Marhault

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I am operating on the assumption that everything you assume is going on is actually going on in terms of office politics.

So while I know nothing about the specific bureaucracy you're involved with, it sure as shit sounds like you're at a significant disadvantage. Do you know the hiring manager? Is it the guy who beat you out last time? What do you know about the 'favorite'? Is he/she buddies with (or related to) someone in a position of influence?

In my experience with office politics, the interview process/how you perform will not be the #1 thing that lands you this job. You need them to like you and see you as an asset they can use to get what they ultimately want - which in all likelihood is to continue laddering up.

I suspect that you've been passed over for promotions because the higher ups either don't know you or don't like you. That's not to say they dislike you - just that they 'like' other people.

You've been there long enough that I assume you've seen this pattern first hand. Less (or equally) qualified individuals are given preference for a variety of reasons - but the biggest one is because hiring managers are motivated by what will make them look good to their superiors. So they bring people up behind them to fill their old roles as they climb the ranks.

If you haven't done so, I suggest you read The 48 Laws of Power by Robert Greene. Or read it again. Here's a solid analysis and very worth reading through.

Specifically, your career path needs a tail-wind. You haven't been able to advance on the merits of your work ethic or qualifications alone. There has to be an underlying reason for this.

I would specifically pay attention to laws 1 (Never Outshine the Master), 46 (Never Appear too Perfect), 11 (Learn to Keep People Dependent on You) and my all time favorite: Law 4: Always Say Less than Necessary.

As to the interview, you need to know your shit of course but I suspect this is going to be less about technical knowledge and more about how the hiring decision presents the best chance to reflect well on the decision maker. So make it more about a conversation instead of trying to give the best possible answer to whatever you think they're going to throw at you.

Think of it from the manager's perspective: He/she can hire their familiar buddy who they know/trust and might even know some damaging shit about. Or they can hire the guy they don't know (you) and risk looking bad if you don't work out. Who would you hire in that spot all things being equal?

So your best bet is to get to know anyone and everyone who might be relevant and figure out how you can position yourself as an asset to them to help them achieve their goals. It's not who you are or even who you know that's important - it's who knows you. And name dropping is highly underrated. Do you know anyone a rung or two up the ladder from the hiring manager?

When is the interview? Keep us posted and GL :)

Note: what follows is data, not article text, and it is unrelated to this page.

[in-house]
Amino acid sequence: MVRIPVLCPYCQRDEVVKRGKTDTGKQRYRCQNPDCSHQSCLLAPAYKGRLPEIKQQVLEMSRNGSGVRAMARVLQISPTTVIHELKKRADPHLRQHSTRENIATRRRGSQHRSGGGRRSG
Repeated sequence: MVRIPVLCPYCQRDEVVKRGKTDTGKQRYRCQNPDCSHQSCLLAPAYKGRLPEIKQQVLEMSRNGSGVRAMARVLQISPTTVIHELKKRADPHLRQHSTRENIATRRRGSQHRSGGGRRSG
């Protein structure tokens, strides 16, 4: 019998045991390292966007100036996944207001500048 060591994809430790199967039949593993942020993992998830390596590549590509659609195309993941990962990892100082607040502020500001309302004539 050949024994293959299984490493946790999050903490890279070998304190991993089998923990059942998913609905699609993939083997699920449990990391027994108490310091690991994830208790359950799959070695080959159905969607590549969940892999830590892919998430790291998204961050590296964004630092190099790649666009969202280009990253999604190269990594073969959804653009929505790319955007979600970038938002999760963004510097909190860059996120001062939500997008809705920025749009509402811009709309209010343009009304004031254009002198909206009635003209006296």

I don't hold the reason I have been unable to promote outside of custody on anyone in particular. Politics are definitely an issue with government jobs. There's so much turnover and movement that its hard to get a reading on people. We go through wardens every couple years sometimes sooner and they're the ultimate selecting authority for jobs at the institutional level. So even if you are "in good" with one warden, when he/she leaves for another joint all that equity is down the drain quickly. As a person who just keeps his head down and does his job I've not tried to keep up with those politics. Now that I'm starting to see the light at the end of the tunnel on my career I really want to improve my standing for obvious financial reasons (better pension, better TSP contributions).

All the things you listed are for sure things that I need to work on. I think I can nail most of the technical stuff in the interview, I'm only worried about things on a larger scale that maybe I haven't personally dealt with. These are possible questions I could easily see since the interviewer who would normally be the department head is going to be someone through a teleconference at the regional level. These are high level technicians that DO deal with much more technically complex things than we do on a local level. So I worry that they might throw out some stuff we might not normally be asked to know.
 

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Be prepared for some of these questions:

1. Tell me about a time you failed, and what you did about it.
2. Tell me about a time when something didn’t go as planned, and what you did about it, and how it turned out.
3. Tell me about a time you were on a team and you didn’t agree with the consensus on a direction the team was going. How did you handle it? What was the outcome.
4. Tell me about a time you assumed a leader role without being assigned. What difficulties did you have?
 

shorticus

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I can tell you (as a former IT Manager for a Sheriff’s Office and a person who has been the interviewer and decision maker) that the absolute most important thing that I was concerned about was attitude. If I can deal with you as a person, you’re at a significant advantage.

Chances are if you are applying for a computer specialist position, you probably don’t have a ton of computer experience, and if you do, you’re not familiar with that department and how they do things. You have a huge advantage cause you are familiar with law enforcement. Point is, I’m going to be teaching you how we do things and the plan would be to groom you and show you how we do things with the expectation being that you will he self-motivated enough to advance yourself in our department.

You seem to be a nice guy from my experience with you so just go in and be yourself. I’d be willing to bet that you’re easy to work with so you’re going to be an asset.